Then was the secret revealed unto Daniel in a night 19 vision. Then Daniel blessed the God of heaven. Daniel 20 answered and said,

iii. 22.

it happens only to be applied to foreigners, it was really a native Hebrew title. 15. so hasty) harsh (Bevan). R.V. urgent, as A.V. itself has in

This is not, however, strong enough : in Syriac and the Tar. gums the word and its cognates express the idea of bold, shameless, insolent. Cf. Theod. here, åvaidins (LXX. tripcês).

16. give him time) or (R. V.) appoint him a time.

and that he would shew] that he might (R.V. marg.) declare. Daniel only asked for time; and such a request would be the more readily granted, as Nebuchadnezzar had already (i. 20) been favourably impressed by his superior skill.

17—19. In answer to the supplication of Daniel and his three friends, the secret of Nebuchadnezzar's dream is revealed to him in a dream.

18. that they would] that they might' would be clearer, as it would include more easily a reference to Daniel (see v. 23.' me').

mercies] compassion, as the corresponding Heb. word is rendered in Lam. iii. 22, Zech. vii. 9 in A.V., and in Dan. i. 9 in R. V. the God of heaven] So vv. 19, 37, 44.

A favourite expression among the post-exilic Jews? : see Ezr. i. 2 (=2 Chr. xxxvi. 23), v. II, 12, vi. 9, 10, vii. 12, 21, 23, Neh. i. 4, 5, ii. 4, 20, Jon. i. 9, Ps. cxxxvi. 26 (58): also Enoch xiii. 6, Tob. x. 11, Judith v. 8, vi. 19, xi. 17, Rev. xi. 13, xvi. 11.

fellows] companions (R.V.), as v. 17. 19. in a vision of the night] For the expression, comp. Is. xxix. 7 (' like a dream, a vision of the night'), Job iv. 13, vii. 14, XX. 8, xxxiii. 15, Gen. xlvi. 2.

20—23. Daniel's thanksgiving for the great mercy vouchsafed to him.

20. answered] In the sense of commencing to speak : so iii. 9, 14,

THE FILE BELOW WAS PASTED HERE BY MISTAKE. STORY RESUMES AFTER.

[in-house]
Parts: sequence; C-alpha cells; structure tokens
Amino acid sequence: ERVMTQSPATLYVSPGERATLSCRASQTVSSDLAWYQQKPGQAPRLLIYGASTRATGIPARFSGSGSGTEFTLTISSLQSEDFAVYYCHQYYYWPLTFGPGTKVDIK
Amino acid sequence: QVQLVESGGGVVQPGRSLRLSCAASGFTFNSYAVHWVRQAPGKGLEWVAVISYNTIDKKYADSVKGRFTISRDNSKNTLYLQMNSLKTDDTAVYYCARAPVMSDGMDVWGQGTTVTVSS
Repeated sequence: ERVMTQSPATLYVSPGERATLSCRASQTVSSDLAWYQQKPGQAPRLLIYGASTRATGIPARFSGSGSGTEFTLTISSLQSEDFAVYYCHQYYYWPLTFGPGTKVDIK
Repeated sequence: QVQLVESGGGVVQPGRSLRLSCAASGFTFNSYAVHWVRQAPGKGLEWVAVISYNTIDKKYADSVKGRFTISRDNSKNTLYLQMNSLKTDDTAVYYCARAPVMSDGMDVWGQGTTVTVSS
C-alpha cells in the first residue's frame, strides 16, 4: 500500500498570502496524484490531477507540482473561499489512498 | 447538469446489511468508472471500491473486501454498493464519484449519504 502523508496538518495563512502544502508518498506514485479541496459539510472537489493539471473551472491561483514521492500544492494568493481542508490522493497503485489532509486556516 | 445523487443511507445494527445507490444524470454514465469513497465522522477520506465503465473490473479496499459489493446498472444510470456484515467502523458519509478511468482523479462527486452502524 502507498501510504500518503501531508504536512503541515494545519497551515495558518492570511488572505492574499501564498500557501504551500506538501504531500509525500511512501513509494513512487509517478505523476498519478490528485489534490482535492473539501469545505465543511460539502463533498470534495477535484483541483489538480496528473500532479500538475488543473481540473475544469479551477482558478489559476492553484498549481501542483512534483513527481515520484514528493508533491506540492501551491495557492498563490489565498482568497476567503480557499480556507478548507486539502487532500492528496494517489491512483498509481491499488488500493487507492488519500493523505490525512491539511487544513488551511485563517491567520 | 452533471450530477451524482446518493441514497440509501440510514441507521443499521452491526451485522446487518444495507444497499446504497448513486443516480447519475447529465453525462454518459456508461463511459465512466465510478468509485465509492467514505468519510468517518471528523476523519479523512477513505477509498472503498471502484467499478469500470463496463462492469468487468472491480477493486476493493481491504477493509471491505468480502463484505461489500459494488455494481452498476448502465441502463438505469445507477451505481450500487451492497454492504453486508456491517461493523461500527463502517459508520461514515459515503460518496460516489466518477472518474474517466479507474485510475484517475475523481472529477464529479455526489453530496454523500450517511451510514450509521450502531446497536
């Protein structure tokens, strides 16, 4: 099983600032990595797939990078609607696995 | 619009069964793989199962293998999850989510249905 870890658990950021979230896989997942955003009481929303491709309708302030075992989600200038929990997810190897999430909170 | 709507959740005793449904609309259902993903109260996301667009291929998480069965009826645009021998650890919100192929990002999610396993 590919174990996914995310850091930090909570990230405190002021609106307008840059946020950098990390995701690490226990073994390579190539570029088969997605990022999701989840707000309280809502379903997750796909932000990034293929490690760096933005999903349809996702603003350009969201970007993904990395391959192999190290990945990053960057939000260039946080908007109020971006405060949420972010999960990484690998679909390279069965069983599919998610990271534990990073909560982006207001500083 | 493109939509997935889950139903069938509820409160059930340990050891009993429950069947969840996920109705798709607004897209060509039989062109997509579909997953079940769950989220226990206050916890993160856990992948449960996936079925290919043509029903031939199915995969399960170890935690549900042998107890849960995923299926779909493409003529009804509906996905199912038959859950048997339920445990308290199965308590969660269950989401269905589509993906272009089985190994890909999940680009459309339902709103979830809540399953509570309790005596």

" In Gen. xxiv. 7 it is probable that ‘and earth'(so LXX) has accidentally fallen out: see v. 3.

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Blessed be the name of God for ever and ever:
For wisdom and might are his :
And he changeth the times and the seasons:
He removeth kings, and setteth up kings:
He giveth wisdom unto the wise,
And knowledge to them that know understanding :
He revealeth the deep and secret things :
He knoweth what is in the darkness,
And the light dwelleth with him.
I thank thee, and praise thee, O thou God of my fathers,
Who hast given me wisdom and might,
And hast made known unto me now what we desired of

thee :
For thou hast now made known unto us the king's

matter.

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19, 24, al.; and átokpoels elme in the N.T., Matt. xi. 25, xvii. 4,

. xxviii. 5, al. : cf. Dalman, Die Worte Jesu (1898), p. 19.

Blessed, &c.] Cf. Ps. cxiii. 2 ; also Job i. 2 í. for ever and ever] from eternity and to eternity, as Ps. xli. 13, cvi. 48, cf. Neh. ix. 5; also (without the art. in the Heb.) Jer. vii. 7, Ps. xc. 2, ciii. 17, al.

wisdom, &c.] Job xii. 13 With him are wisdom and might.'

21. the times and the seasons] more exactly seasons and times; cf. vii. 12 ; Acts i. 7; 1 Thess. v. 1. The meaning is, History does not move with the regularity of a clock : the order of things established at a given time is not necessarily permanent; it frequently happens that kings are overthrown and a new régime is established.

he giveth wisdom, &c.] The doxology now assumes special reference to Daniel's own case. As Joseph ascribed his skill in interpreting dreams to God (Gen. xl. 8, xli. 16), so Daniel acknowledges that He is the source of wisdom to those who

possess

it. know understanding] Cf. Prov. iv. I.

22. He revealeth, &c.] Cf. Job xii. 22, Who revealeth deep things out of darkness.'

light] physical light (cf. 1 Tim. vi. 16), but suggesting and implying fulness of intellectual light; cf. 1 John i. 7 (of spiritual light).

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23. Thee, o God of my fathers, do I thank and praise]

•God of my fathers,' i.e., the same as of old, unchanged among the changes of human generations, and still able to help and defend His servants. Cf. 'God of thy (Israel's) fathers, Deut. i. 21, vi. 3, xii. 1, al.

wisdom and might] a share of His own attributes (v. 20): "might,' however, rather in the special sense of moral strength, enabling Daniel, for instance, to remain firm in his religion (i. 8).

24—30. Daniel, brought by Arioch into Nebuchadnezzar's presence, professes his readiness to declare and interpret to him his dream.